In the News from Panama

U.S. Secretary of State Heading for Panama

United States Secretary of State Antony Blinken will visit Panama later this month to participate in a regional meeting on a variety of issues, the government announced this week.

Panama Foreign Minister of Panama Erika Mouynes said the high-level meeting will represent the “strengthening” of the bilateral relationship between the U.S. and Panama. While Panama sits in a unique international position, the United States remains our biggest trading partner and supporter.

The visit by Secretary Blinken is a further sign that communications remain strong and the current administration is focused on the region. The main topic of the meetings will be migration, and include foreign ministers from around the region, Mouynes told local station TVN. She said the dialogue is an example of “how Panama has articulated regionally” the approach to the migration crisis, as well as “the excellent relationship we have at this time with the United States.”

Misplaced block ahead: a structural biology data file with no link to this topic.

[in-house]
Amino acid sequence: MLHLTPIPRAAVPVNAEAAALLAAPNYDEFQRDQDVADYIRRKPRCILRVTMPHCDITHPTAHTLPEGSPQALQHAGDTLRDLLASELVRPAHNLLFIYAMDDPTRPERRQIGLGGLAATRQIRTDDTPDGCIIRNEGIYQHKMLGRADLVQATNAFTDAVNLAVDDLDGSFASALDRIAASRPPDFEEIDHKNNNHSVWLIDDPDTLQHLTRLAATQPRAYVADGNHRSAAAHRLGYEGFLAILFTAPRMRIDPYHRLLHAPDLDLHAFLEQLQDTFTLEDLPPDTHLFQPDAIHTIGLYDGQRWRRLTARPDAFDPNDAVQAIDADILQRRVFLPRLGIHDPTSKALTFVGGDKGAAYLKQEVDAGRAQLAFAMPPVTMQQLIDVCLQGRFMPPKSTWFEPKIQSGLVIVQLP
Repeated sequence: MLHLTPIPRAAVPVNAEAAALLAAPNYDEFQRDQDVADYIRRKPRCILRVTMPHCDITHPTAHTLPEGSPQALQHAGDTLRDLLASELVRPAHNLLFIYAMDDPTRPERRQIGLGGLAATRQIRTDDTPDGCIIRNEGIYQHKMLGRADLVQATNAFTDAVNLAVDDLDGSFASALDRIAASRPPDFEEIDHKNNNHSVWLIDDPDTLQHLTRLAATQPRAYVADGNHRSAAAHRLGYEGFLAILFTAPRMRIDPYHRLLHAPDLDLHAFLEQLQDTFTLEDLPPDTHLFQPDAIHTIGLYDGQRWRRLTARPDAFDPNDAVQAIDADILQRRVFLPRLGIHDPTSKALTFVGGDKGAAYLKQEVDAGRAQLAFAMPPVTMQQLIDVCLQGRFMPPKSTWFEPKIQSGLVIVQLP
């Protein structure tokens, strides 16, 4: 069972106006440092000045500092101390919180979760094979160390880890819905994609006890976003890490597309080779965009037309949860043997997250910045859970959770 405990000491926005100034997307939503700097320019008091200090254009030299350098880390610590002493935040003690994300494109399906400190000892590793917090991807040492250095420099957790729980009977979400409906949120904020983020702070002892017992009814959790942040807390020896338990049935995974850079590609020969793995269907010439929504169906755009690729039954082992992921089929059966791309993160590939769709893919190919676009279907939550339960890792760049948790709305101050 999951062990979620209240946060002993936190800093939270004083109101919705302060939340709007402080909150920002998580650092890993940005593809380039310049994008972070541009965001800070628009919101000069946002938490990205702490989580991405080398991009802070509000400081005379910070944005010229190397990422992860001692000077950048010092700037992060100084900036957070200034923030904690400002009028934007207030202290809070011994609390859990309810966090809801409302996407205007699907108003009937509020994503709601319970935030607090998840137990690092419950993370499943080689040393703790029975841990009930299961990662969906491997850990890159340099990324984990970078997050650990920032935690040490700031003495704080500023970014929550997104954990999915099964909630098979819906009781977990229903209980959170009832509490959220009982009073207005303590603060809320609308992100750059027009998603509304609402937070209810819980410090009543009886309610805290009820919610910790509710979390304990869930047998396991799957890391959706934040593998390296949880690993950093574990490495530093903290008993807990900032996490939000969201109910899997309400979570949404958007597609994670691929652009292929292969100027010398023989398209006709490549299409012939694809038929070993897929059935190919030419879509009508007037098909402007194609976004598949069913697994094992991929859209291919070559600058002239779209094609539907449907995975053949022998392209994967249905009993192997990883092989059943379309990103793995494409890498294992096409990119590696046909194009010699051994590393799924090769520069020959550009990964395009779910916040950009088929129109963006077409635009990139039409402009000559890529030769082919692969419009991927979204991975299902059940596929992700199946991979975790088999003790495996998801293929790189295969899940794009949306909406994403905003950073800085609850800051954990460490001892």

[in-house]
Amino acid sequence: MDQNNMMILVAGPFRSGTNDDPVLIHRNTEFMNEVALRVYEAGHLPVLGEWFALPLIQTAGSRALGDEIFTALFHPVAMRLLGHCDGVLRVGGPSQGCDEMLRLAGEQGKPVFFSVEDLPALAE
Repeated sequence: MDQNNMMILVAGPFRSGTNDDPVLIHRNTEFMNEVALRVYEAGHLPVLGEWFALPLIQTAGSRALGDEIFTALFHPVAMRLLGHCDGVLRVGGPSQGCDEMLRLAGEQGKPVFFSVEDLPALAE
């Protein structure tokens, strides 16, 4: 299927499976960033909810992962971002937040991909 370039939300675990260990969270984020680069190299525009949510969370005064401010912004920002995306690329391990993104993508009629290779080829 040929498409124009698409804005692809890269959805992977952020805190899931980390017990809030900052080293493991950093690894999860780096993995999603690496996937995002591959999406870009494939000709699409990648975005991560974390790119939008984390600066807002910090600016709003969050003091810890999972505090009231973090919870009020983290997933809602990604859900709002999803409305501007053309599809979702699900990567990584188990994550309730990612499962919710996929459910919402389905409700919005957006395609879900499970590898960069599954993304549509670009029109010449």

The U.S. has not had an ambassador to Panama since 2018, during the Trump administration, but there is a constant ongoing dialogue, Mouynes said. Last year there were more than 60 meetings between Panamanians and top-level U.S. authorities, in an effort to grow the relationship. Mounynes said she has met with Blinken several times.

The region has made “progress”  on the migratory issue, which “is a priority for the U.S., she said.

“Today I feel very comfortable with the relationship we have with the United States,” Mounynes told the station, according to coverage in La Estrella. “I feel very comfortable with the strengthening” of bilateral ties,” she added. 

There are many high-level issues for the two countries to discuss. In mid-March, the government of President Laurentino Cortizo formally asked the United States to review the terms and conditions of the tariff reduction schedule of the Trade Promotion Agreement (TPC), in force since 2012, in order to “protect local production of rice, milk and its derivatives, and chicken and pork meat,” La Estrella reports

“I hope from Panama’s most important partner, a strategic partner of a country that has proven to be an ally, that they review it (the request) well and that we can sit down as partners, face to face, to seek a solution to a country that has shown that it is an ally in the region,” Cortizo said at the time.